APO(a) isoforms and LP(a) concentration in predicting risk for coronary artery disease: A study in men <55 years of age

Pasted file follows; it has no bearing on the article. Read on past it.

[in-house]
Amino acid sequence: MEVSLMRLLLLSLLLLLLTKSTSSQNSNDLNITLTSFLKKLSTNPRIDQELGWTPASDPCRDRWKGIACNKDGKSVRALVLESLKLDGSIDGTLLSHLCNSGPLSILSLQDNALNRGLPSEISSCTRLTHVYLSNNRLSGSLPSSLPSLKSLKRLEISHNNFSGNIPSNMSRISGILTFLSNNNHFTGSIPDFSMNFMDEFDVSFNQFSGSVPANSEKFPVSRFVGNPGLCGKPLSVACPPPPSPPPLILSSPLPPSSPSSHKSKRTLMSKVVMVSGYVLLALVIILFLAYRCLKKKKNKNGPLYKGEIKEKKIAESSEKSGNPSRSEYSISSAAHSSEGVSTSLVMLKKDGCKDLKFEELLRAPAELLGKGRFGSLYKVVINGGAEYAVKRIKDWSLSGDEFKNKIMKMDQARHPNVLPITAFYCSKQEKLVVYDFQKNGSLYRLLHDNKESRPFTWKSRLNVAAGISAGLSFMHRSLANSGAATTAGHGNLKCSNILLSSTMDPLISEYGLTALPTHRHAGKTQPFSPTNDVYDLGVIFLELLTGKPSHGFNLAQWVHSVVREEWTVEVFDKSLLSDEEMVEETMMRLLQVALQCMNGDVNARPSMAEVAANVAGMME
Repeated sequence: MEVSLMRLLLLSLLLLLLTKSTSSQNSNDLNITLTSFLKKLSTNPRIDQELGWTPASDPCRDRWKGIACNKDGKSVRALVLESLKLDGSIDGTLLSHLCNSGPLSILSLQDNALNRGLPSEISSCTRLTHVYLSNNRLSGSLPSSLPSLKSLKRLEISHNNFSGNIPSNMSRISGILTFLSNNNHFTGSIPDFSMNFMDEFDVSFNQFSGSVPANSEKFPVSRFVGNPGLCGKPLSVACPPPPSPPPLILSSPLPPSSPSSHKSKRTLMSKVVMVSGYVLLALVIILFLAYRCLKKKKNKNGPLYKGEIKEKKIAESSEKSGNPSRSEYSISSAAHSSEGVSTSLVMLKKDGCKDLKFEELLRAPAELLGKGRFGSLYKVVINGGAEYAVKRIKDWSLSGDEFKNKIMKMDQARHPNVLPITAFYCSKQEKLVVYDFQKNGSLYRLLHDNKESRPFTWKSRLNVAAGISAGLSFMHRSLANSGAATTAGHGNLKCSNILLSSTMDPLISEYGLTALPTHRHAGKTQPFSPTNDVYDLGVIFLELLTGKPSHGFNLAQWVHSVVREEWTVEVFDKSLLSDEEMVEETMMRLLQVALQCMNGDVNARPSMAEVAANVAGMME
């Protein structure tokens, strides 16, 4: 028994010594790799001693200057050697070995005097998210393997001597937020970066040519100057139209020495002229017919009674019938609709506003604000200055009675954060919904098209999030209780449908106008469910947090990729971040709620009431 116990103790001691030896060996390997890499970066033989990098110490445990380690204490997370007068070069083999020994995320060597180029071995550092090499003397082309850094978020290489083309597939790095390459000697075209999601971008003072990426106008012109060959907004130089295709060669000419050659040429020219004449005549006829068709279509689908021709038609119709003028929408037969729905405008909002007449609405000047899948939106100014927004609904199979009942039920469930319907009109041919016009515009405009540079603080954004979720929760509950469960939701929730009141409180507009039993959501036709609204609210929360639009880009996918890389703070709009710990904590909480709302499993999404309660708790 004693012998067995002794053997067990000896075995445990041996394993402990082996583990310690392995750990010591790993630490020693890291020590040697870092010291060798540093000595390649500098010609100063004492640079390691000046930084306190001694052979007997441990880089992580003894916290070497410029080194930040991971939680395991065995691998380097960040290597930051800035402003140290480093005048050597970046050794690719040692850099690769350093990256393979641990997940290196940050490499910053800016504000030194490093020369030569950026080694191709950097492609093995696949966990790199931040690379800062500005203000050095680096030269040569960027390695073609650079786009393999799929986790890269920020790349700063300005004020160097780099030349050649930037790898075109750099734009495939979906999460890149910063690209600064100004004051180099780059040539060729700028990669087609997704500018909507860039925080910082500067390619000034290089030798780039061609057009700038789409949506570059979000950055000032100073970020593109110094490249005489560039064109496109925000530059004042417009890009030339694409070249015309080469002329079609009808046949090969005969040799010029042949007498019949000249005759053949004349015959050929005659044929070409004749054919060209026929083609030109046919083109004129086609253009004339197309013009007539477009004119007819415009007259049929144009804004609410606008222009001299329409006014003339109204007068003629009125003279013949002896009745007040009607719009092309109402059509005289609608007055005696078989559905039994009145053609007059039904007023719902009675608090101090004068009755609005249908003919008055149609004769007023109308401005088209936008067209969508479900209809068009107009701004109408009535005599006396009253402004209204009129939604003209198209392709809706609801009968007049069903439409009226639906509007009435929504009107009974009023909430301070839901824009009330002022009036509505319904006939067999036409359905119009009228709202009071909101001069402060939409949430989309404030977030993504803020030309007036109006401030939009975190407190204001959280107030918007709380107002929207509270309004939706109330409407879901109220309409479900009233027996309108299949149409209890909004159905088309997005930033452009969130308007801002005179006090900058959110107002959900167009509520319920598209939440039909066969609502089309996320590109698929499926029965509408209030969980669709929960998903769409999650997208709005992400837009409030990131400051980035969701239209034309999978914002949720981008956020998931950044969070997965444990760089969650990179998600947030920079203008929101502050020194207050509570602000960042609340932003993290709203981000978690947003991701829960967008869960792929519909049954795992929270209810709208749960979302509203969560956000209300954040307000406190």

Lipoprotein(a) [Lp(a) is formed by assembly of LDL-particles and the carbohydrate rich protein, apolipoprotein(a) [apo(a)]. Elevated plasma Lp(a) levels are an independent predictor of the development of premature coronary artery disease (CAD), but it is not clear whether the apo(a) isoform plays on additional and independent role or not. To investigate the possible effect of apo(a) isoform on premature CAD (In patients<55 years of age), we have analyzed apo(a) isoforms, Lp(a) level and their relation with many recognized CAD risk factors, in 60 male patients with angiographically defined CAD and in 60 male control with no angiographic evidence of CAD. The results show elevated Lp(a) concentration (29.4±16.1, vs. 16.5±9.9 P<0.01) and frequency of S2 isoform (31.7%, vs. 6.7% P<0.01) and B isoform (10% vs. 1.7% P<0.01) in patients with premature CAD. Patients with S2 isoform exhibited significantly higher plasma Lp(a) concentration than control subject with the same isoform (39.8±15.9 vs. 20.5±6.9, P<0.05), but patient with B isoform exhibited no significant Lp(a) concentration as compared to the controls (49.5±9.46 vs. 45). In addition, all patients had a low frequency of S4 and null isoforms. The distribution of apo(a) isoforms was significantly shifted towards small isoform size (Band S2) in the CAD as compared to the controls. This study provides evidence that CAD patient<55 years of age have a different pattern of apo(a) isoforms than controls, and therefore apo(a) isoform may play an important role in predicting premature CAD.